I’ve seen people using “chilli no carne” to describe vegan chilli… and it makes my eyes bleed 😭
What these people need is sin. But not the immoral sort of sin; rather the Spanish preposition sin, which means without.
- Chilli con carne = chilli with meat ✅
- Chilli sin carne = chilli without meat ✅
- Chilli no carne = you go to jail ❌
I was trying to analyse why does “chilli no carne” sound so wrong.
To start with, it doesn’t make sense grammatically. There are two nouns (chilli, carne) and an adverb (no), but they’re disjointed; “no” is not connecting anything. It just sounds like someone is randomly uttering words in the hope that they sound vaguely Spanish.
But then, even just applying “no” to a noun does not make it the opposite of it in Spanish. We use “in-“. For example:
- acción – inacción
- posible – imposible (the “n” becomes “m” before b and p)
So if you wanted to use this “in” prefix, you could call it chilli con incarne.
But speakers tend to simplify, to say the most with the least.
So why add “in”, an extra syllable, when what you want to denote is the absence of “carne”? And that can be accomplished by using the opposite of “con”, which is “sin”?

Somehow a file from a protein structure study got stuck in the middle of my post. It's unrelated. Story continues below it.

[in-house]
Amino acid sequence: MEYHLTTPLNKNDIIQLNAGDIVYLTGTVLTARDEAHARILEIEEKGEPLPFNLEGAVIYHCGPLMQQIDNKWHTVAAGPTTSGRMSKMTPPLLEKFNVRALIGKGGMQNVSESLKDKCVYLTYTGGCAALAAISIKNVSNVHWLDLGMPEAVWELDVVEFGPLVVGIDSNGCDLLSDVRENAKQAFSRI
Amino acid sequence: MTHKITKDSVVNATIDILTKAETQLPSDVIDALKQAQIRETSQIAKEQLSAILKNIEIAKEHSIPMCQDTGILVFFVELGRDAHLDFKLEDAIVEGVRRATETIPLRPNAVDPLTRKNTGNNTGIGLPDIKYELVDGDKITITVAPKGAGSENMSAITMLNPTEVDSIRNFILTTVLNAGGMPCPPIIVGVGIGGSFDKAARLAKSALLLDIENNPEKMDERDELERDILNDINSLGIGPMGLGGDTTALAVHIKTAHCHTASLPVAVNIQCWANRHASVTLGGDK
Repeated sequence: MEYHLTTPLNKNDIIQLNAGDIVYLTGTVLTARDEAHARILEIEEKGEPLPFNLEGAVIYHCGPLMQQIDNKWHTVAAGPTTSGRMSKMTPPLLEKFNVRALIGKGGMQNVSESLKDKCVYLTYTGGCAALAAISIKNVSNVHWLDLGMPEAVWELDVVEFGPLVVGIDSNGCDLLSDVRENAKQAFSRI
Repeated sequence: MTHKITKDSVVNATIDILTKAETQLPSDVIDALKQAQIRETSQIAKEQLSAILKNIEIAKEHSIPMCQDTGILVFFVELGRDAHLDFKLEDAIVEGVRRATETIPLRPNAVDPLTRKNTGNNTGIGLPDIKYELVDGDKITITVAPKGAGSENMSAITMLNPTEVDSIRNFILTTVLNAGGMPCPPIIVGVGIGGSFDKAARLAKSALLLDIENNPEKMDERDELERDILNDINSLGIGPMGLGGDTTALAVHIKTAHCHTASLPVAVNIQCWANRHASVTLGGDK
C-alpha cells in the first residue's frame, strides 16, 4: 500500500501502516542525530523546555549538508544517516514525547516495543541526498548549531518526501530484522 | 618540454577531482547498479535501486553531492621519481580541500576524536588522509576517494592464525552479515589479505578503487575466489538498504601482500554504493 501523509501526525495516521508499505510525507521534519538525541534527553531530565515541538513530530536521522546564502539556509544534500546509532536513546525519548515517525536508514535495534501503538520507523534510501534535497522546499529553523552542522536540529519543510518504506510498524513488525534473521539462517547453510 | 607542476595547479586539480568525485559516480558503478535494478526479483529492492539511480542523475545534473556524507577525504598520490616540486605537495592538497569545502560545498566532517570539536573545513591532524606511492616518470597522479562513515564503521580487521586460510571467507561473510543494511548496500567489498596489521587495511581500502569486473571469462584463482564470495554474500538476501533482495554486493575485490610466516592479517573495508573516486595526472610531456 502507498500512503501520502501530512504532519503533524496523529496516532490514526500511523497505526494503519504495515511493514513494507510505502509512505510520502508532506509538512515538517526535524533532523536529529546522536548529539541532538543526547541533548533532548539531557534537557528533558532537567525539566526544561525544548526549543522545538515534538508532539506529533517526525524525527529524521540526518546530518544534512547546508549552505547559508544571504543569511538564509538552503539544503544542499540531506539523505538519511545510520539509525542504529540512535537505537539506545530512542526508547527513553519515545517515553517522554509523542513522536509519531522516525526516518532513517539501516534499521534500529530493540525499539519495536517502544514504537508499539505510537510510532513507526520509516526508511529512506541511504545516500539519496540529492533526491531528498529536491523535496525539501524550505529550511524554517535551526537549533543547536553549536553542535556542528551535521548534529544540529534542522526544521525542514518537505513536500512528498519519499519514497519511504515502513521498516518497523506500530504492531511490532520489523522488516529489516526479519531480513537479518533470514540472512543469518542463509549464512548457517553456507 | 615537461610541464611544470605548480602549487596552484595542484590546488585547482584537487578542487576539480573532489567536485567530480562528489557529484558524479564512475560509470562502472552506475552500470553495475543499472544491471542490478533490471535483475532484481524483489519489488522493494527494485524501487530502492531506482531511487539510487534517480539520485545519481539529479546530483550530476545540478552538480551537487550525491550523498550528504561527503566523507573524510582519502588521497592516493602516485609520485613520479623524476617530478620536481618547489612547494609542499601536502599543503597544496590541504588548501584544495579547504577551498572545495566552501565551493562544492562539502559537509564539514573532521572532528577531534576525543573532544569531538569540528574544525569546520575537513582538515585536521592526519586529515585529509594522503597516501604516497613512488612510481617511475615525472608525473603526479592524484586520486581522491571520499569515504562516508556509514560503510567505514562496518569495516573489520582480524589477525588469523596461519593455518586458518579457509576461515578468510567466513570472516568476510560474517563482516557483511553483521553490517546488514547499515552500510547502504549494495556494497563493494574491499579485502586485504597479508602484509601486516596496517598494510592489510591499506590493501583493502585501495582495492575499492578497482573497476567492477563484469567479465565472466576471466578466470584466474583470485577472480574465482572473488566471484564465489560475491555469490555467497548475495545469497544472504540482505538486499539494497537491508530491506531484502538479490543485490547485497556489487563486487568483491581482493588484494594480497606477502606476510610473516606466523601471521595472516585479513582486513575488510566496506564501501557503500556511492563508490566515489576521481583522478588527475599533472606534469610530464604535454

So back to square one: use “sin” instead 😜
The only place I can remember I have seen “no” being used as negation prefix in Spanish is in terror literature, where they translate “the undead”, as “los no-muertos” (muerto means dead). But you can still notice that it is not quite assimilated into the language; the hyphen gives you a clue of this pseudo-compound word being a special case.
Maybe I get so repulsed by the sight of “no carne” because it reminds me to “no-muertos” 🧟♀️🧛🏻♀️
Am I the only one who over analyses words and grammar in such detail? Have you spent time thinking about how other people are wrong?
I have a sense that I’m not alone 😂